Tuesday, January 27, 2015

What is Reminiscence Therapy and does it work?

Ms. HR is an 84 year-old lady with mild to moderate Alzheimer’s disease (Mini Mental State Exam score of 22) and hypothyroidism for about 5 years, with gradual but steady worsening in her memory over past year. She takes levothyroxine and donepezil. Currently, she lives with her daughter and is independent in her ADLs (activities of daily living) and IADLs (instrumental activities of daily living). In light of the memory problems, her family wonders if in addition to her cholinesterase inhibitor (donepezil), using old photos or videos might help preserve some of her memories. One of our social workers brought up the concept of reminiscence therapy.

Reminiscence therapy (RT), which was introduced over 20 years ago, makes use of life events by having participants vocally recall episodic memories from their past. It may take place in a group setting, individually, or in pairs. It may be structured or unstructured. While the primary aim of RT is to strengthen cognitive memory components, a secondary goal may be to encourage either intrapersonal or interpersonal development. Reminiscence therapy may use prompts such as photographs, household items, music, or personal recordings.

My clinical question was the following: In community dwelling patients with dementia, does reminiscence therapy compared to conventional treatment provide any improvement in cognition and quality of life?

I searched the terms “Reminiscence Therapy” and “Dementia” on Pubmed. In addition to several small descriptive observational studies, I was able to locate a 2005 Cochrane review. This review found only 4 suitable trials with a total of 144 participants - they were very small studies, or of low methodological quality, and each examined a different type of reminiscence work.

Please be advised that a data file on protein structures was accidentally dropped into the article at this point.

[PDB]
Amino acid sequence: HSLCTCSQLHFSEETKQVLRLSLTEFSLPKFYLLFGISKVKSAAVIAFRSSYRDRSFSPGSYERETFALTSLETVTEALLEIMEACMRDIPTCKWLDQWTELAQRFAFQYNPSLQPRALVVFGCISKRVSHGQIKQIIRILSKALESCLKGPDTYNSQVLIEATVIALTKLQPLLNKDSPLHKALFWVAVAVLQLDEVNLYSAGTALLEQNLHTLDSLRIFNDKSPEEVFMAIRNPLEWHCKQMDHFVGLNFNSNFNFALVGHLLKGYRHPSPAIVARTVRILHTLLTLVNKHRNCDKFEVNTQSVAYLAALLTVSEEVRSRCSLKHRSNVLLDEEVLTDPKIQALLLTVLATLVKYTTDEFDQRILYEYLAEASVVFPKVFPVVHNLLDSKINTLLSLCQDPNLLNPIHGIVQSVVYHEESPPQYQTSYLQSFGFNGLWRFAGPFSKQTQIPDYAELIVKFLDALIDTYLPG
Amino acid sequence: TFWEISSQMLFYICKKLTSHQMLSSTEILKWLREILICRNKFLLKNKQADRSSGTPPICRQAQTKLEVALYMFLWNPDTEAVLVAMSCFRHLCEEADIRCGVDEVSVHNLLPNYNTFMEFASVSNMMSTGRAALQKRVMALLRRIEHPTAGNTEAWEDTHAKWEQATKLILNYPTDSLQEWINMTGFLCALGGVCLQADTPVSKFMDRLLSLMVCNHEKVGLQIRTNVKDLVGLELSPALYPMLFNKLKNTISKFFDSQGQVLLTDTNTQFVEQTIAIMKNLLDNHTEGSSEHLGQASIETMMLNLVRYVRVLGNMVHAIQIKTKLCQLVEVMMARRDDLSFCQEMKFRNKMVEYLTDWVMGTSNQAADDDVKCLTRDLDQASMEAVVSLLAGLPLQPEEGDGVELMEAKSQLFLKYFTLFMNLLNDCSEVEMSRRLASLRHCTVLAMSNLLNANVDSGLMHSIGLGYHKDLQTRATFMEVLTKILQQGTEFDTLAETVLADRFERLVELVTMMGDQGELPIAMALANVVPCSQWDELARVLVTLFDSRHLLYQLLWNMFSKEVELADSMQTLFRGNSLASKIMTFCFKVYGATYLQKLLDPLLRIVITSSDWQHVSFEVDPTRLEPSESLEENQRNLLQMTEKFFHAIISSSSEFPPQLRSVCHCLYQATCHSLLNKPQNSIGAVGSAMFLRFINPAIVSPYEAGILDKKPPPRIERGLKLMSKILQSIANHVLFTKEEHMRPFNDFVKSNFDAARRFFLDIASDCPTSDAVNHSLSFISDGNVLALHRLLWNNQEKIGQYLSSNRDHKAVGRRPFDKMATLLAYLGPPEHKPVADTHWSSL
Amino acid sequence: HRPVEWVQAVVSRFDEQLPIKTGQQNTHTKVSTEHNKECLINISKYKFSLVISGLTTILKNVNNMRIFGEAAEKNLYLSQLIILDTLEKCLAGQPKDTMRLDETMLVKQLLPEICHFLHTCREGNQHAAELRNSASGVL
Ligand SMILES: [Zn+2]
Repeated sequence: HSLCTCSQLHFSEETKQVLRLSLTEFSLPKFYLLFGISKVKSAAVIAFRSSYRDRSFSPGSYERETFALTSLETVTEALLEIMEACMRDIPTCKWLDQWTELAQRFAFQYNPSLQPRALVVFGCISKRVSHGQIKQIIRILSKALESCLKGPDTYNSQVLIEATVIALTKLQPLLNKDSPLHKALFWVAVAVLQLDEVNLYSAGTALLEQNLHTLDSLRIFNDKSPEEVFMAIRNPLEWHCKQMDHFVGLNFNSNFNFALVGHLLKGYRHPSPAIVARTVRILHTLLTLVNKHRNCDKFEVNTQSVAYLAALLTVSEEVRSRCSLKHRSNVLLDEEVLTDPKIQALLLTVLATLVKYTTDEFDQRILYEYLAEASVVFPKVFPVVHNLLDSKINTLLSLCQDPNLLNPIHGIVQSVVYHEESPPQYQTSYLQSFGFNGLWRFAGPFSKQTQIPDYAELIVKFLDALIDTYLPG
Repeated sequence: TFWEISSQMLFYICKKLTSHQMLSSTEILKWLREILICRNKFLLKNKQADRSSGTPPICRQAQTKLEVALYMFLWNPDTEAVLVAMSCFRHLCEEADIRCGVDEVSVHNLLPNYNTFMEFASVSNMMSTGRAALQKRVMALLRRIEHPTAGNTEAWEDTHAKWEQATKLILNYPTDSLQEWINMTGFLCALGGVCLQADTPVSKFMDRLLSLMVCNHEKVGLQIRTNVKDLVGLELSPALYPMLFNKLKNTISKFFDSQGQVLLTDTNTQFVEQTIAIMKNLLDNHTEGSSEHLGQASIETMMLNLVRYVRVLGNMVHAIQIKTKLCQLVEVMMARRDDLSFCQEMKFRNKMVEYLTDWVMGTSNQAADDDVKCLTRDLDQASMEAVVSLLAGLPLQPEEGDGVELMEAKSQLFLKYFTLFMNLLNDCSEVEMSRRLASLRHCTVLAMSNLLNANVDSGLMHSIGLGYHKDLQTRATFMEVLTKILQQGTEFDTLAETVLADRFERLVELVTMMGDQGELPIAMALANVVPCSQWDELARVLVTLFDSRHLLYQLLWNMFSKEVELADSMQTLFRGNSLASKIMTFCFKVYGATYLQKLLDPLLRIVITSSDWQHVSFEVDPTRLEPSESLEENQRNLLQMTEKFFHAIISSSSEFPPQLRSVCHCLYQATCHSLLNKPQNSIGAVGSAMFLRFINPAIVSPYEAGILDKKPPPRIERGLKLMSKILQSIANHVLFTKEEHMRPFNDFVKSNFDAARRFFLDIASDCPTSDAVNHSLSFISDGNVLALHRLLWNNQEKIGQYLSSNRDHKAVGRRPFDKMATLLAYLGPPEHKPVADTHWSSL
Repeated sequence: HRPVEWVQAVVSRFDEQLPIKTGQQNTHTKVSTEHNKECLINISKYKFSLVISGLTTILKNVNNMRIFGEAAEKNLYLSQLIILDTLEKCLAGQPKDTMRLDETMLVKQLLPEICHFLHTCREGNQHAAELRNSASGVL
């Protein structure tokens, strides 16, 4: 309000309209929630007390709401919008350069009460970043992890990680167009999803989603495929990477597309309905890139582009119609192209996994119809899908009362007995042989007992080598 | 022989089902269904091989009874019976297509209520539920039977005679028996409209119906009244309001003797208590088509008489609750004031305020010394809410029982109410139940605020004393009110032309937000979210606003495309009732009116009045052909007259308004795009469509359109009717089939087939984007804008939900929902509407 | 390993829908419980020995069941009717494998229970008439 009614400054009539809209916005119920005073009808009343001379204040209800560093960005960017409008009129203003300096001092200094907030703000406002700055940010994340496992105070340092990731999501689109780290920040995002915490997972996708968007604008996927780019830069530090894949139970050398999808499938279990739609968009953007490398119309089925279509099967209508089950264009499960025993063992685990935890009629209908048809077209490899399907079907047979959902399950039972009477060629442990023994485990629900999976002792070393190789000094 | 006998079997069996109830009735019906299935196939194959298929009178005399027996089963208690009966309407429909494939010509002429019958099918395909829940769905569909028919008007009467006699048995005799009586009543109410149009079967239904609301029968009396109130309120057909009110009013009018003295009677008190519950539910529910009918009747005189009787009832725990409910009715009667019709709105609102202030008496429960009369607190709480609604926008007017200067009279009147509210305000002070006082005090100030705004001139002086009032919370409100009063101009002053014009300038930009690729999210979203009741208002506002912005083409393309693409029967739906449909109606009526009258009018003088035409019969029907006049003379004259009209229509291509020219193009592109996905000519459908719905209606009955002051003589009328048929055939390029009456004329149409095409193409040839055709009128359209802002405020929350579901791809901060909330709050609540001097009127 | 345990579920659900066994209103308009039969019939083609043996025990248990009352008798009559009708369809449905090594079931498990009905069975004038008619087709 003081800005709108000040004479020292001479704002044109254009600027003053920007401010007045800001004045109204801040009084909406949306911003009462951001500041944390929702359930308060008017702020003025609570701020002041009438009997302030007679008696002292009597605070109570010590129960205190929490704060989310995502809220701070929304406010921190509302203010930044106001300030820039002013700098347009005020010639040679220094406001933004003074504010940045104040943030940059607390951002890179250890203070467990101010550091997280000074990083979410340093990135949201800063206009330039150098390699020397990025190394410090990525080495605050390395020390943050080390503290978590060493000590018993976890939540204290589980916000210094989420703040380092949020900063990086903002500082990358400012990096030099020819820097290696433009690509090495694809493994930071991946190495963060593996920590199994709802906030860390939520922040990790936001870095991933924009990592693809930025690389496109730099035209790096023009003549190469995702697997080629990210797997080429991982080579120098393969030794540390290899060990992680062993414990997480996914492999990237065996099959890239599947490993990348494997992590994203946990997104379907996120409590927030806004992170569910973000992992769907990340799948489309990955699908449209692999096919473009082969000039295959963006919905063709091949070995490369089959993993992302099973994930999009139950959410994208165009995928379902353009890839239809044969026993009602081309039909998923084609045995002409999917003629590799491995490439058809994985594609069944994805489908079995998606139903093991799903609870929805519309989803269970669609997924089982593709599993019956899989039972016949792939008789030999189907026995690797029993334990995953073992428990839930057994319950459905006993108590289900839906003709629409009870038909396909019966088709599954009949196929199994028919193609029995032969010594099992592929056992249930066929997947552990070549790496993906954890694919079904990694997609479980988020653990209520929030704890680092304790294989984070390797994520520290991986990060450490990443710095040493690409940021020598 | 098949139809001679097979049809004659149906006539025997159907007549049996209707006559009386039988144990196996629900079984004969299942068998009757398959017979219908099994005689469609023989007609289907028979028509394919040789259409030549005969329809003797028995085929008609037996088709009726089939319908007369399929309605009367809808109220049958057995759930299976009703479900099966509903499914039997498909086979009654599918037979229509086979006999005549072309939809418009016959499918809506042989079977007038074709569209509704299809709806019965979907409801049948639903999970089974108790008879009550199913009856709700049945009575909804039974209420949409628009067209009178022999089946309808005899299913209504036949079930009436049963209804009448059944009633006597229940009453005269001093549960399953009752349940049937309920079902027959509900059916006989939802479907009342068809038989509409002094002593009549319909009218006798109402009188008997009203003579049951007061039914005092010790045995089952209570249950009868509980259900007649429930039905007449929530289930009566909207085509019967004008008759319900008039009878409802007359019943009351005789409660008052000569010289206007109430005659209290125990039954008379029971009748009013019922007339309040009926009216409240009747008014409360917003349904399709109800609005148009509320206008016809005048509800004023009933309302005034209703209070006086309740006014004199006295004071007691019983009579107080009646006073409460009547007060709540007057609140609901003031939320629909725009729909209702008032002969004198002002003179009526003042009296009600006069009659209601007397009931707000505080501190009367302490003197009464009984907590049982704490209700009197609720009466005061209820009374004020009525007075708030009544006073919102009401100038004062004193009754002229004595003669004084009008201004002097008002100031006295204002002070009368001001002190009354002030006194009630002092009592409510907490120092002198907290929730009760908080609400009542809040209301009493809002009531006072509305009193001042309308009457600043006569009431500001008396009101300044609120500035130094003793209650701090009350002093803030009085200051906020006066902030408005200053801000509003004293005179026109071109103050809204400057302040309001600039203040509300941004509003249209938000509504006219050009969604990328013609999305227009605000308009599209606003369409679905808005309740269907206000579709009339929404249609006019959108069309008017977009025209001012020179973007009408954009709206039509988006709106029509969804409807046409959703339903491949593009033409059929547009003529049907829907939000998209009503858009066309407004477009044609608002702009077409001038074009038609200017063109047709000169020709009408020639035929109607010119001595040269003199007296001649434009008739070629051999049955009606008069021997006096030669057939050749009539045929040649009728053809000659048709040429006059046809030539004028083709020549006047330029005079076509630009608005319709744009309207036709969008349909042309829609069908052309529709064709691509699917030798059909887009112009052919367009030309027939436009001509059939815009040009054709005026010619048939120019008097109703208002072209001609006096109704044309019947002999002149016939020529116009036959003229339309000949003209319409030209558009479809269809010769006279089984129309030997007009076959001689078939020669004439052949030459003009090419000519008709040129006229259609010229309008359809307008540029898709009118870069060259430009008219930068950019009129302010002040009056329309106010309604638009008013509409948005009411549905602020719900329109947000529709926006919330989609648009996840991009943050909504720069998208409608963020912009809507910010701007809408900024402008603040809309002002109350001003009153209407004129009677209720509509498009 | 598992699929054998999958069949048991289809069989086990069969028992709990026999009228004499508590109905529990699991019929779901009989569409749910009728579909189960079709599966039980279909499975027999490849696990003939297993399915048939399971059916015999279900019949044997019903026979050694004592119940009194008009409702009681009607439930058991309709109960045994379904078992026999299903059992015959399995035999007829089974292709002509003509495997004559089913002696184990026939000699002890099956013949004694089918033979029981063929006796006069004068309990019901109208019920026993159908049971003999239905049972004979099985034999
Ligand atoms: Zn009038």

Taking studies together, some significant results were identified: cognition and mood improved 4 to 6 weeks after the treatment, caregivers participating with their relative with dementia in a reminiscence group reported lower caregiver strain, and people with dementia were reported to show some indications of improved functional ability. The improvement in cognition was evident in comparison with both no treatment and social contact control conditions. Staff knowledge of group members’ backgrounds improved significantly. No harmful effects were identified on the outcome measures reported.

Thus, the evidence-base for effectiveness of RT continues to rest mostly on descriptive and observational studies, very few RCTs, which are mostly small, or of low quality with some variation in outcome and design. However, given the lack of harmful effects, I did not see any reason not to recommend RT. I believe it may benefit some of the daughter’s strain and increase interactions with among the family members.

Department of Geriatrics and Palliative Medicine
Icahn School of Medicine at Mount Sinai

This post is part of the #GeriCases series, in which we discuss a clinical case in geriatrics and the attempt to provide patient-centered care with the use of best available evidence. 

Reference: Woods B, Spector A, Jones C, Orrell M, Davies S. Reminiscence therapy for dementia. Cochrane Database Syst Rev. 2005 Apr 18;(2):CD001120. 
Picture courtesy: Amos

Ravishankar Ramaswamy, MD
Section Editor, #GeriCases


Anonymous said...

From personal experience, my family found that my mother enjoyed reminiscing, but often "remembered" things that had never happened. As time progressed she didn't remember anything - present or past. Reminiscing was pleasant, but did not improve her cognition.

Margaret Fleming said...

May I urge another look via the NY Times recent article on: What if Age. . I especially agree with Ellen Langer's suggesting that nursing home patients' scores re dementia may actually have reflected indifference.
Also, her five days living-in-the-past study and the resulting football game! indicate that Acting out reminiscing is better than having something shown AT us.

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